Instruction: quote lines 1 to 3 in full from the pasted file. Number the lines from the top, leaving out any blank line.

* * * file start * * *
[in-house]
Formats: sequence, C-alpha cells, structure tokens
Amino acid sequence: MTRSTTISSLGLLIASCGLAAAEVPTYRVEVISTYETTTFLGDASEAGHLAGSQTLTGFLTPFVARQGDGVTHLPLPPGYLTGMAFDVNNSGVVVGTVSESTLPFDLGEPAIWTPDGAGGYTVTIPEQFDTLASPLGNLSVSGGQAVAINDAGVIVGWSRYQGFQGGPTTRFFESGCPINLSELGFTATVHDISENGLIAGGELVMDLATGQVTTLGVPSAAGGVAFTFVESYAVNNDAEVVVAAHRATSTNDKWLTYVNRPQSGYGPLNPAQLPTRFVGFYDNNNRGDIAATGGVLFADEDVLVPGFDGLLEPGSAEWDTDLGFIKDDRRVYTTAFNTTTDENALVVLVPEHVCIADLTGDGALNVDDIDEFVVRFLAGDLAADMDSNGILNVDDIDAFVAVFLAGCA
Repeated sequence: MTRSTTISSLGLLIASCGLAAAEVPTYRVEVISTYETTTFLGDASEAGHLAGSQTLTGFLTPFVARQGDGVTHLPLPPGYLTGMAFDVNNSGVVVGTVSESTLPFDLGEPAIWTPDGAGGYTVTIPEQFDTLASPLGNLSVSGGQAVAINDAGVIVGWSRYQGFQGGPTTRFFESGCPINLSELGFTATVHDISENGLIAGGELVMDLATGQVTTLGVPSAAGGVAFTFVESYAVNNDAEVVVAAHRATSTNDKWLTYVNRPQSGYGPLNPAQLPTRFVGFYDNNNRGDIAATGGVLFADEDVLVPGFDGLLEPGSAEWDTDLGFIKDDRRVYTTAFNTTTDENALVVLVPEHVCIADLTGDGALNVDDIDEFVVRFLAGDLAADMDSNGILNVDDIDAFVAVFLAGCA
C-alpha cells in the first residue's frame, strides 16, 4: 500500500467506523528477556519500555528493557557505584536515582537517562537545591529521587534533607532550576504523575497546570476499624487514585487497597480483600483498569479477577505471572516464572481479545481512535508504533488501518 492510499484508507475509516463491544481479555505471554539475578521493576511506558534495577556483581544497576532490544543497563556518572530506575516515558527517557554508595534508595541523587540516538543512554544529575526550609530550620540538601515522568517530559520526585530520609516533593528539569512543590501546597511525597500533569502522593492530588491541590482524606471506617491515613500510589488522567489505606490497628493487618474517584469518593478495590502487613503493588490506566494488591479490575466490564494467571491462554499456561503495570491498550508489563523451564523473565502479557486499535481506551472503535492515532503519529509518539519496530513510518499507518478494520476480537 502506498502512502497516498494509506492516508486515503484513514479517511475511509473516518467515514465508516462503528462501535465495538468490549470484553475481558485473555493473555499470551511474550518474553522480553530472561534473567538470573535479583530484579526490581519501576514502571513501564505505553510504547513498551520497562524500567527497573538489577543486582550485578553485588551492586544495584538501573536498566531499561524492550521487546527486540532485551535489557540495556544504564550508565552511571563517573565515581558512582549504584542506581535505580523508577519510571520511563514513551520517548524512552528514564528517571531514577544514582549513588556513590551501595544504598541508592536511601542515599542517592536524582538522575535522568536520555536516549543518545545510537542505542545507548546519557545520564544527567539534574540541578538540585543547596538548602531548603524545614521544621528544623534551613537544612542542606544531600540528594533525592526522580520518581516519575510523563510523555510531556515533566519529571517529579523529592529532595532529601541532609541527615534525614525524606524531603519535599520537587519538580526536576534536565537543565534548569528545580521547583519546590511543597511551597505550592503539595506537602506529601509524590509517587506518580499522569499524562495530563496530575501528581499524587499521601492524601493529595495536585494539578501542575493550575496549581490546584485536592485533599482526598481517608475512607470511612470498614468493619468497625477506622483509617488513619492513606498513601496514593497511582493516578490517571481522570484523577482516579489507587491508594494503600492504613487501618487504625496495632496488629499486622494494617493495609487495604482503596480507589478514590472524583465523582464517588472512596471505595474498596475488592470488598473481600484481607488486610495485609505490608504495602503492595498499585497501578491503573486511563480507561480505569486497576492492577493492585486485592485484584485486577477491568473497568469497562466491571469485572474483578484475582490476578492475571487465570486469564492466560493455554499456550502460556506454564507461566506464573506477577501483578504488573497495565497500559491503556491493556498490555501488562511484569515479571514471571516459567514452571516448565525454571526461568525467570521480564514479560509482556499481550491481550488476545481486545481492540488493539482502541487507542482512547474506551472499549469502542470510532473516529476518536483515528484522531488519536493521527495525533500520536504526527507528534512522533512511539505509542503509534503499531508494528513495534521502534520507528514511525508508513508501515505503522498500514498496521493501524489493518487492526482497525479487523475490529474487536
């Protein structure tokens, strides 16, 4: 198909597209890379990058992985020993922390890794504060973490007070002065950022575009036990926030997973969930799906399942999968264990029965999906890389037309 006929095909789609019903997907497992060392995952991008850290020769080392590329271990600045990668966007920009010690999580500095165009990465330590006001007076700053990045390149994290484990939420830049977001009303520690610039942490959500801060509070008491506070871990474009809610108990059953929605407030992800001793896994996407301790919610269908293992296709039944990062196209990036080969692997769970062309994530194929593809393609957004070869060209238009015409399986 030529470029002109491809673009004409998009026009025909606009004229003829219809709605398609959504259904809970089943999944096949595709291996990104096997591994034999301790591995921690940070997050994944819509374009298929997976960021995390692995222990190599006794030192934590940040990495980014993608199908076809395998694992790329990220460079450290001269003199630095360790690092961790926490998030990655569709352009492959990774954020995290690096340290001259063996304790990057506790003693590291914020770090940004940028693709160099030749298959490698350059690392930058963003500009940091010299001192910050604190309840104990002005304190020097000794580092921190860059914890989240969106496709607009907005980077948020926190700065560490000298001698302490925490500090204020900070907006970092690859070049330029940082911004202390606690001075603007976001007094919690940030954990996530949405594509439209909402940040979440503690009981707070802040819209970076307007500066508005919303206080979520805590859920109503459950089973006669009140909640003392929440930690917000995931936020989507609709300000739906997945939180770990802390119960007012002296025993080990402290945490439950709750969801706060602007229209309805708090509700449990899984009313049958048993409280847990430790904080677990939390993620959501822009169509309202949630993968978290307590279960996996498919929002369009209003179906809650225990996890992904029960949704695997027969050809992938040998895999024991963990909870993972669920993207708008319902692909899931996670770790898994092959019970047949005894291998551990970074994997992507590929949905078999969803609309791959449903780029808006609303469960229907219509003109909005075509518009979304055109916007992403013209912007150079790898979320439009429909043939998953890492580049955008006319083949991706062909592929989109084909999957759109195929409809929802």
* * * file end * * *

[in-house]
Formats: sequence, C-alpha cells, structure tokens
Amino acid sequence: MTRSTTISSLGLLIASCGLAAAEVPTYRVEVISTYETTTFLGDASEAGHLAGSQTLTGFLTPFVARQGDGVTHLPLPPGYLTGMAFDVNNSGVVVGTVSESTLPFDLGEPAIWTPDGAGGYTVTIPEQFDTLASPLGNLSVSGGQAVAINDAGVIVGWSRYQGFQGGPTTRFFESGCPINLSELGFTATVHDISENGLIAGGELVMDLATGQVTTLGVPSAAGGVAFTFVESYAVNNDAEVVVAAHRATSTNDKWLTYVNRPQSGYGPLNPAQLPTRFVGFYDNNNRGDIAATGGVLFADEDVLVPGFDGLLEPGSAEWDTDLGFIKDDRRVYTTAFNTTTDENALVVLVPEHVCIADLTGDGALNVDDIDEFVVRFLAGDLAADMDSNGILNVDDIDAFVAVFLAGCA